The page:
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CURRENT BIKES

1978 GS1000C / 1979 GS1000S / 1981 CM400C / 1986 RG500 GAMMA / 1988 R100RS / 1991 K100RS / 1997 GSF1200 BANDIT

Offline Luvmystar

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Re: Internet Motorcycle Photos
« Reply #79 on: March 12, 2017, 03:59:50 pm »
My F1 fan time was cut short by the same changes that stopped my Bike racing watching back in the 90s.I remember even back then alot of talk and respect for him but I never knew why.Now I know and understand.What a talented man he was.
Marc

Do not argue with an idiot. He will drag you down to his level and beat you with experience.

Offline Chris

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Re: Internet Motorcycle Photos
« Reply #80 on: March 13, 2017, 04:21:31 am »
Hang in there.   Winter is almost over.


1929 Harley Davidson JDH Classic 2 Cam Motorcycle
« Last Edit: July 11, 2017, 07:36:07 pm by Chris »
CHRIS
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CURRENT BIKES

1978 GS1000C / 1979 GS1000S / 1981 CM400C / 1986 RG500 GAMMA / 1988 R100RS / 1991 K100RS / 1997 GSF1200 BANDIT

Offline gl1dinorider

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Re: Internet Motorcycle Photos
« Reply #81 on: March 13, 2017, 12:45:21 pm »
1984 Honda Nighthawk 700S



to this day io still think they are an awesome looking and riding machine

always loved these bikes.

had the 450, midnight blue with the chrome slash stripe.

« Last Edit: July 12, 2017, 06:24:07 pm by Chris »
What does "riding season" mean?

Offline Chris

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Re: Internet Motorcycle Photos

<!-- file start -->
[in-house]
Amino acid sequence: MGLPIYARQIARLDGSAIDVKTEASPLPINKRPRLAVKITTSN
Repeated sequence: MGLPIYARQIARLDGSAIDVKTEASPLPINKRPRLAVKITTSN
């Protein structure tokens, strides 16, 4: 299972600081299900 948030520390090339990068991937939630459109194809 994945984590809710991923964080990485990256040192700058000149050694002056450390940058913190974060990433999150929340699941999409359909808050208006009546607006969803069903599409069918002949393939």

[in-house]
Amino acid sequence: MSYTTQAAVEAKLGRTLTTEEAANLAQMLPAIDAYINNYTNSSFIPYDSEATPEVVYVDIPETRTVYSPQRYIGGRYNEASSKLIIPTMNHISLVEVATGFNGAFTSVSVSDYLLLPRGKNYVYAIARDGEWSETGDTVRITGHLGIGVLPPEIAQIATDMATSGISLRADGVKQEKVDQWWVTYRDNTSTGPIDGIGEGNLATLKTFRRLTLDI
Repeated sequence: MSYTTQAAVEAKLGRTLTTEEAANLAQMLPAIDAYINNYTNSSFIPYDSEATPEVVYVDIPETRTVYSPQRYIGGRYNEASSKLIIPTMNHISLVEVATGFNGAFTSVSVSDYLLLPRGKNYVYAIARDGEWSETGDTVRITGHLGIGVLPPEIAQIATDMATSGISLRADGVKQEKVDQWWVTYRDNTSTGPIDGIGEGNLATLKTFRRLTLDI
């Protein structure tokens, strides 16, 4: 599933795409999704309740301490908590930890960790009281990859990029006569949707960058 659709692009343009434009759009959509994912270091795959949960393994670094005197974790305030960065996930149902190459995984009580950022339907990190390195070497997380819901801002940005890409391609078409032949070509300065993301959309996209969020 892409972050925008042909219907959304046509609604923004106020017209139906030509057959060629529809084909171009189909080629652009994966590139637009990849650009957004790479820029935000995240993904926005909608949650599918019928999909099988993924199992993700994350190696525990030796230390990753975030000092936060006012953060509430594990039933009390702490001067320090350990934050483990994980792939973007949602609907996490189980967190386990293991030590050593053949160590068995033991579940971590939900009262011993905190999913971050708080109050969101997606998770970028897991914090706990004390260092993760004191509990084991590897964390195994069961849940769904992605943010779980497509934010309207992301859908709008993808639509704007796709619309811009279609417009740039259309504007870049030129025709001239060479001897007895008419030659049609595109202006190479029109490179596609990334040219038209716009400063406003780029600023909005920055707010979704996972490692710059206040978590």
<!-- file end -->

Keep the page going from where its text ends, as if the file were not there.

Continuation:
« Reply #82 on: March 13, 2017, 10:38:56 pm »
My F1 fan time was cut short by the same changes that stopped my Bike racing watching back in the 90s.I remember even back then alot of talk and respect for him but I never knew why.Now I know and understand.What a talented man he was.

A couple of good British TV shows on Youtube about John Surtees.  I think the second one is more fun.


Legends of Formula 1: John Surtees



Racing Legends: John Surtees

« Last Edit: March 13, 2017, 10:55:27 pm by Chris »
CHRIS
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CURRENT BIKES

1978 GS1000C / 1979 GS1000S / 1981 CM400C / 1986 RG500 GAMMA / 1988 R100RS / 1991 K100RS / 1997 GSF1200 BANDIT

Offline Chris

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Re: Internet Motorcycle Photos
« Reply #83 on: March 13, 2017, 10:48:06 pm »
always loved these bikes.

had the 450, midnight blue with the chrome slash stripe.

to this day io still think they are an awesome looking and riding machine

Rick,

I like the CB450SC too and got some seat time on a friend's in the early 90s.  I thought it was possibly the ultimate commuter/around the town bike.  I also love that engine.  Not a lot of power but that may be the most reliable bike motor Honda ever made, and that's saying something!

Here's a link to a Nighthawk website, particularly the 450 Nighthawk page:  http://paulsnighthawkpages.blogspot.com/p/nh-450.html

Here's some photos so folks know what we're talking about:

1982 Honda 450 Nighthawk  (CB450SC)





« Last Edit: July 12, 2017, 06:49:03 pm by Chris »
CHRIS
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CURRENT BIKES

1978 GS1000C / 1979 GS1000S / 1981 CM400C / 1986 RG500 GAMMA / 1988 R100RS / 1991 K100RS / 1997 GSF1200 BANDIT

Offline Chris

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Re: Internet Motorcycle Photos
« Reply #84 on: March 15, 2017, 04:10:50 pm »
Here's a bike I know we have a few fans of.  (Are you there Skeeter?)

The original 1969 Kawasaki 500cc Mach III triple in all it's drum braked glory.  (And an illustration from Japan's RideX magazine to prove they haven't forgotten them in the old country.)



« Last Edit: July 12, 2017, 06:58:17 pm by Chris »
CHRIS
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CURRENT BIKES

1978 GS1000C / 1979 GS1000S / 1981 CM400C / 1986 RG500 GAMMA / 1988 R100RS / 1991 K100RS / 1997 GSF1200 BANDIT